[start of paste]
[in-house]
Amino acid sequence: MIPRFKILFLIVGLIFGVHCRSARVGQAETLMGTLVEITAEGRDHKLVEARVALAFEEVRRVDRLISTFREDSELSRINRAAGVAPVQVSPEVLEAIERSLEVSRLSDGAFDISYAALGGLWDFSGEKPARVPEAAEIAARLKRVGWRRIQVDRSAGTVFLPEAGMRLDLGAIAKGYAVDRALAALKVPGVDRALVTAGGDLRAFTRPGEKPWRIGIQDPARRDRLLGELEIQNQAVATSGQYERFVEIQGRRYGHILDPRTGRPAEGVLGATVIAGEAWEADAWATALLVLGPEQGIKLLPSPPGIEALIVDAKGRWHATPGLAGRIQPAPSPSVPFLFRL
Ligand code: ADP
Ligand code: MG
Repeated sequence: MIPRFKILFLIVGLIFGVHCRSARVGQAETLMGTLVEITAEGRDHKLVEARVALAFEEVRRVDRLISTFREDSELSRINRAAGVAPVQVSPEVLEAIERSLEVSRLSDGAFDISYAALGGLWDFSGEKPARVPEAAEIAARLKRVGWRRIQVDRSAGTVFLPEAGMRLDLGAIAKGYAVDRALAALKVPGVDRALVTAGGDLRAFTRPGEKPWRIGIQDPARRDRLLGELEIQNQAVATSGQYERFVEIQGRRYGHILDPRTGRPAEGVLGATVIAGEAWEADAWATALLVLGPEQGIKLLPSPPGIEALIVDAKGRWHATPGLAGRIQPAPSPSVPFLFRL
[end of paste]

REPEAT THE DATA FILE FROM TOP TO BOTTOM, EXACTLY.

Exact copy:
[in-house]
Amino acid sequence: MIPRFKILFLIVGLIFGVHCRSARVGQAETLMGTLVEITAEGRDHKLVEARVALAFEEVRRVDRLISTFREDSELSRINRAAGVAPVQVSPEVLEAIERSLEVSRLSDGAFDISYAALGGLWDFSGEKPARVPEAAEIAARLKRVGWRRIQVDRSAGTVFLPEAGMRLDLGAIAKGYAVDRALAALKVPGVDRALVTAGGDLRAFTRPGEKPWRIGIQDPARRDRLLGELEIQNQAVATSGQYERFVEIQGRRYGHILDPRTGRPAEGVLGATVIAGEAWEADAWATALLVLGPEQGIKLLPSPPGIEALIVDAKGRWHATPGLAGRIQPAPSPSVPFLFRL
Ligand code: ADP
Ligand code: MG
Repeated sequence: MIPRFKILFLIVGLIFGVHCRSARVGQAETLMGTLVEITAEGRDHKLVEARVALAFEEVRRVDRLISTFREDSELSRINRAAGVAPVQVSPEVLEAIERSLEVSRLSDGAFDISYAALGGLWDFSGEKPARVPEAAEIAARLKRVGWRRIQVDRSAGTVFLPEAGMRLDLGAIAKGYAVDRALAALKVPGVDRALVTAGGDLRAFTRPGEKPWRIGIQDPARRDRLLGELEIQNQAVATSGQYERFVEIQGRRYGHILDPRTGRPAEGVLGATVIAGEAWEADAWATALLVLGPEQGIKLLPSPPGIEALIVDAKGRWHATPGLAGRIQPAPSPSVPFLFRL